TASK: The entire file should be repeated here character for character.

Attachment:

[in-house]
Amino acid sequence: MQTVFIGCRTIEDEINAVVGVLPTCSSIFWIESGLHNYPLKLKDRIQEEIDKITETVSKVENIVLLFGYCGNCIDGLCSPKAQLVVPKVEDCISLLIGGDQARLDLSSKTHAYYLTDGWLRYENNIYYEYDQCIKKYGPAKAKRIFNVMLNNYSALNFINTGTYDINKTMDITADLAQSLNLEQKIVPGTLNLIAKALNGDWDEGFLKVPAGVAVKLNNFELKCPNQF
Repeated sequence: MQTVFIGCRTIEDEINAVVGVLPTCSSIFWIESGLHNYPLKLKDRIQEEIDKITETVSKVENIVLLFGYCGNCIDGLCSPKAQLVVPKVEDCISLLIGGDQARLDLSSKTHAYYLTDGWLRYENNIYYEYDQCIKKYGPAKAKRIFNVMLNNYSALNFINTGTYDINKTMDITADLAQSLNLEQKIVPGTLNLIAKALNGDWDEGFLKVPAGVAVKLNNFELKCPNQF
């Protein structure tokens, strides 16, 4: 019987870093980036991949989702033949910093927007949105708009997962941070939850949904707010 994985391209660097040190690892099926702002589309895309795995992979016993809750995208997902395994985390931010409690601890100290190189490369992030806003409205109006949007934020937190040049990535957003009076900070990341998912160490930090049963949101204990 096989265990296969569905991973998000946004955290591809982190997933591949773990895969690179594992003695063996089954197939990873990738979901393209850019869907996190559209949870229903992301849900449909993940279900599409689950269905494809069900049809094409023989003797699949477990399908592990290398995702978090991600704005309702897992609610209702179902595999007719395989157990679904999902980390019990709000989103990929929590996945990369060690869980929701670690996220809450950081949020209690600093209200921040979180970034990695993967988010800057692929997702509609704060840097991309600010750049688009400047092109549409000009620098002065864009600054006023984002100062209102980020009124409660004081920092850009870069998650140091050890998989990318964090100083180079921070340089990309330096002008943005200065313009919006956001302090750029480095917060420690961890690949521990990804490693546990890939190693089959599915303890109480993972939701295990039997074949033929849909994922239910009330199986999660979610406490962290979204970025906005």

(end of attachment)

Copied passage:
[in-house]
Amino acid sequence: MQTVFIGCRTIEDEINAVVGVLPTCSSIFWIESGLHNYPLKLKDRIQEEIDKITETVSKVENIVLLFGYCGNCIDGLCSPKAQLVVPKVEDCISLLIGGDQARLDLSSKTHAYYLTDGWLRYENNIYYEYDQCIKKYGPAKAKRIFNVMLNNYSALNFINTGTYDINKTMDITADLAQSLNLEQKIVPGTLNLIAKALNGDWDEGFLKVPAGVAVKLNNFELKCPNQF
Repeated sequence: MQTVFIGCRTIEDEINAVVGVLPTCSSIFWIESGLHNYPLKLKDRIQEEIDKITETVSKVENIVLLFGYCGNCIDGLCSPKAQLVVPKVEDCISLLIGGDQARLDLSSKTHAYYLTDGWLRYENNIYYEYDQCIKKYGPAKAKRIFNVMLNNYSALNFINTGTYDINKTMDITADLAQSLNLEQKIVPGTLNLIAKALNGDWDEGFLKVPAGVAVKLNNFELKCPNQF
């Protein structure tokens, strides 16, 4: 019987870093980036991949989702033949910093927007949105708009997962941070939850949904707010 994985391209660097040190690892099926702002589309895309795995992979016993809750995208997902395994985390931010409690601890100290190189490369992030806003409205109006949007934020937190040049990535957003009076900070990341998912160490930090049963949101204990 096989265990296969569905991973998000946004955290591809982190997933591949773990895969690179594992003695063996089954197939990873990738979901393209850019869907996190559209949870229903992301849900449909993940279900599409689950269905494809069900049809094409023989003797699949477990399908592990290398995702978090991600704005309702897992609610209702179902595999007719395989157990679904999902980390019990709000989103990929929590996945990369060690869980929701670690996220809450950081949020209690600093209200921040979180970034990695993967988010800057692929997702509609704060840097991309600010750049688009400047092109549409000009620098002065864009600054006023984002100062209102980020009124409660004081920092850009870069998650140091050890998989990318964090100083180079921070340089990309330096002008943005200065313009919006956001302090750029480095917060420690961890690949521990990804490693546990890939190693089959599915303890109480993972939701295990039997074949033929849909994922239910009330199986999660979610406490962290979204970025906005």